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U. of Tennessee “Investigating” Professor for Tweet

In recent years, colleges and universities have shown a disturbing willingness to punish students and faculty members for Internet postings that, while consisting of constitutionally protected speech, are labeled “violent,” “offensive,” or “harassing” towards some person or group. FIRE has seen many instances of this trend. A common thread in these cases is that, rather than being driven by a sober assessment of the law or commitment to principle, they tend to be driven by a public relations imperative to distance the institution from expression it thinks will be unpopular. That pattern is playing out again this week, as the University of Tennessee (UT) announced yesterday that it is investigating law professor and blogger Glenn Reynolds, founder of the blog Instapundit, for online speech.

Yesterday morning, Reynolds opened up Twitter to find that the service had suspended his account. His offense turned out to be a tweet—since deleted, but preserved on Twitchy— reading “Run them down,” which linked to this tweet from a Charlotte, N.C.’s WBTV, reporting, “Protesters on I-277 stopping traffic and surrounding vehicles. AVOID.” (WBTV actually sent a series of tweets about this.)

Reynolds explained the comment on his blog and has since apologized in USA Today (which suspended his twice-weekly column for a month), saying:

Those words can easily be taken to advocate drivers going out of their way to run down protesters. I meant no such thing, and I’m sorry it seemed I did… I remember Reginald Denny, a truck driver who was beaten nearly to death by a mob during the 1992 Los Angeles riots. My tweet should have said, ‘Keep driving,’ or ‘Don’t stop.’

After acceding to Twitter’s demand to delete his tweet, his account access was restored.

Twitter is a private company, and is free to police the language of its users as it sees fit, although one would be remiss not to point out that a great many people are dissatisfied with either its decision to do so, or its method of deciding what expression is acceptable, or both. And USA Today is, of course, also free to run the columns it chooses to run.

It’s what is happening to Professor Reynolds on campus, of course, that is of concern to FIRE. UT College of Law Dean Melanie Wilson issued a statement yesterday morning announcing:

I am aware of the remarks made last night on Twitter by Professor Glenn Reynolds and of the serious and legitimate concerns expressed by members of the UT Law family and the University of Tennessee community, as well as concerned citizens across the country. Professor Reynolds’ comments do not reflect my views and opinions, nor do they reflect the values of the college and university… University administrators, college faculty, and I are investigating this matter.

UT Chancellor Jimmy Cheek also weighed in about an hour later to the Knoxville News-Sentinel, saying, “Wilson’s statement about the faculty member’s social media post reinforces the university’s commitment to fostering a civil and inclusive learning environment.”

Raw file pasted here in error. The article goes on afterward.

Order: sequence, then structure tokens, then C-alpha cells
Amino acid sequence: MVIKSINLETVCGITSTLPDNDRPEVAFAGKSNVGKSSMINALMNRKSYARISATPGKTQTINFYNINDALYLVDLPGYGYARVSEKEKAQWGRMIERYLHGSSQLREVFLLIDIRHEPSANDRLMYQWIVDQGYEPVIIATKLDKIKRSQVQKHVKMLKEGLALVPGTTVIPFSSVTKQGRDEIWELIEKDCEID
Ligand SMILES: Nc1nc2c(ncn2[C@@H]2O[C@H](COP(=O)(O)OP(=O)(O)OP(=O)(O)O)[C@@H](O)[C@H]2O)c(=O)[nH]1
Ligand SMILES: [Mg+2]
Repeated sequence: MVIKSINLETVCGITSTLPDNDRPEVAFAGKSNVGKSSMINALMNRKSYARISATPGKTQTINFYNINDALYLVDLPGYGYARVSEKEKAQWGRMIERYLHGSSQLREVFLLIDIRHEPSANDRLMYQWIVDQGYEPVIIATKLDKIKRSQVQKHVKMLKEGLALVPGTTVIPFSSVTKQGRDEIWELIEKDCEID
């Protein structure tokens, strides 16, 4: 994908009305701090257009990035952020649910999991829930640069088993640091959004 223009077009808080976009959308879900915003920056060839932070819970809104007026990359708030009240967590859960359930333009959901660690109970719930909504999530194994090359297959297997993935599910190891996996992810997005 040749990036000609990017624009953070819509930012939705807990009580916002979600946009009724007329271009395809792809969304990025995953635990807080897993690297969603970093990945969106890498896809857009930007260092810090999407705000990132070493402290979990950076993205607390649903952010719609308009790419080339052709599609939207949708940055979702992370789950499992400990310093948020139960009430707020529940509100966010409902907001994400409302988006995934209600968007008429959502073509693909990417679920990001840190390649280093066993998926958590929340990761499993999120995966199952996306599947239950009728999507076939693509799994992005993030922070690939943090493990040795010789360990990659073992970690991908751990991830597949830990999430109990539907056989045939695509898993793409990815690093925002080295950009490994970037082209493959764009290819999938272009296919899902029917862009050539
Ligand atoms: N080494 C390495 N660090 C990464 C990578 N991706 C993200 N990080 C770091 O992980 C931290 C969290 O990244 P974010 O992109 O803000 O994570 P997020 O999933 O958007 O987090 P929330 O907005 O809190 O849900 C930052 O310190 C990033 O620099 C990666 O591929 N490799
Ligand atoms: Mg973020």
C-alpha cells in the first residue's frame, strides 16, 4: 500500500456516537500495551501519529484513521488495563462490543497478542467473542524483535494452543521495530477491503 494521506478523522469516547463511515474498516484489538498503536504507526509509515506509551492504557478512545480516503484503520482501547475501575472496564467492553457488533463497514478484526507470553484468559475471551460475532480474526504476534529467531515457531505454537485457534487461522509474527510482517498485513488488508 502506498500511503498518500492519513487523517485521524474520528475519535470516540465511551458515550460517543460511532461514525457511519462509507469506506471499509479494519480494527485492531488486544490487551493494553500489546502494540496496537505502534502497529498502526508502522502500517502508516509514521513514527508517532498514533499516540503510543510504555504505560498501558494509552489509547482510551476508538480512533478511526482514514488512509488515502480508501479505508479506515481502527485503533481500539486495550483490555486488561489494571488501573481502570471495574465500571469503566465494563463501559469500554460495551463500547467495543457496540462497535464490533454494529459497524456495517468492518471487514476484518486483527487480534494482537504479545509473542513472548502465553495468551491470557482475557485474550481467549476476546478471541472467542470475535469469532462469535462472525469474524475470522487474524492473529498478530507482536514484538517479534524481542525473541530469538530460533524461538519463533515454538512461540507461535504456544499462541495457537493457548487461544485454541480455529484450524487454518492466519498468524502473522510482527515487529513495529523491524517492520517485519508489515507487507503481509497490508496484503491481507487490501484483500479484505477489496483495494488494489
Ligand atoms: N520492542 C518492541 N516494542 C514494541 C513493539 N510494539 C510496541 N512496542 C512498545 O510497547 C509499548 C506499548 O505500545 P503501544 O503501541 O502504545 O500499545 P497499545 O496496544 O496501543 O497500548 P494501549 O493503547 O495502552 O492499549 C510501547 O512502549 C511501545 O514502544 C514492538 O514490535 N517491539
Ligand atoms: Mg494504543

But did Reynolds’ speech actually violate any law or rule? The dean mentioned specifically that UT “do[es] not support violence or language that encourages violence,” but did not cite any actual rule that he might have been broken. So, we’re left to ask: leaving aside Reynolds’ explanation that he did not, in fact, mean to encourage violence, could Reynolds’ tweet have risen to the level of punishable, unprotected speech?

The most important governing case on the issue of advocacy of violence is the 1969 Supreme Court case of Brandenburg v. Ohio. In Brandenburg, a Ku Klux Klan leader was convicted of violating Ohio’s criminal syndicalism statute when he threatened that his organization would seek “revengance” (his “word”) on various organs of the government if it continued “to suppress the white, Caucasian race.” The Court rejected his conviction in a per curiam opinion, noting that First Amendment case law stood for “the principle that the constitutional guarantees of free speech and free press do not permit a State to forbid or proscribe advocacy of the use of force or of law violation except where such advocacy is directed to inciting or producing imminent lawless action and is likely to incite or produce such action.” (Emphasis mine.)

One must consider, then, whether Reynolds violated this principle. Was his tweet regarding events taking place 230 miles away directed to inciting or producing imminent lawless action, or likely to produce it? Even if one refuses to credit Reynolds’ disavowal of intent to encourage illegal violence, to find his speech unprotected one must also believe:

  1. that drivers on the affected area of I-277 in Charlotte were reading Twitter while driving;
  2. that they were followers of the @Instapundit account;
  3. that they saw the tweet itself; and
  4. that Reynolds had a substantial enough level of control or influence over those drivers that they would be likely to immediately follow his advocacy.

This confluence of events seems—to put it mildly—extremely unlikely.

UT would also be wise to consider the American Association of University Professors’ 1964 Committee A Statement on Extramural Utterances. It states: “The controlling principle is that a faculty member’s expression of opinion as a citizen cannot constitute grounds for dismissal unless it clearly demonstrates the faculty member’s unfitness to serve. Extramural utterances rarely bear upon the faculty member’s fitness for continuing service.”

FIRE will be watching this case closely and will keep readers updated on the latest.

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